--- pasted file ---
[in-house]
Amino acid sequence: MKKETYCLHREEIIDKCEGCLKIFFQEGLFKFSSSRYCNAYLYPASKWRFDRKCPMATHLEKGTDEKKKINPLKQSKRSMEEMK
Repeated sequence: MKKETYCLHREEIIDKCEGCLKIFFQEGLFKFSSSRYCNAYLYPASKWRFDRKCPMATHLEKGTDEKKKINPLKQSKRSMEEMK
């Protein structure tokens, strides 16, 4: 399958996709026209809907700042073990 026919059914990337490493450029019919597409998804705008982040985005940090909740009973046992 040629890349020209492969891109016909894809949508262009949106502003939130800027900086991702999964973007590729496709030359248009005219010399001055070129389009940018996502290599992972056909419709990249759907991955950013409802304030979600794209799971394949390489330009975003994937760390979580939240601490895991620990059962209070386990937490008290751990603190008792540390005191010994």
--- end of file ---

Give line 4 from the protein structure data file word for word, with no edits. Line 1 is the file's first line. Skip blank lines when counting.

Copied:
């Protein structure tokens, strides 16, 4: 399958996709026209809907700042073990 026919059914990337490493450029019919597409998804705008982040985005940090909740009973046992 040629890349020209492969891109016909894809949508262009949106502003939130800027900086991702999964973007590729496709030359248009005219010399001055070129389009940018996502290599992972056909419709990249759907991955950013409802304030979600794209799971394949390489330009975003994937760390979580939240601490895991620990059962209070386990937490008290751990603190008792540390005191010994």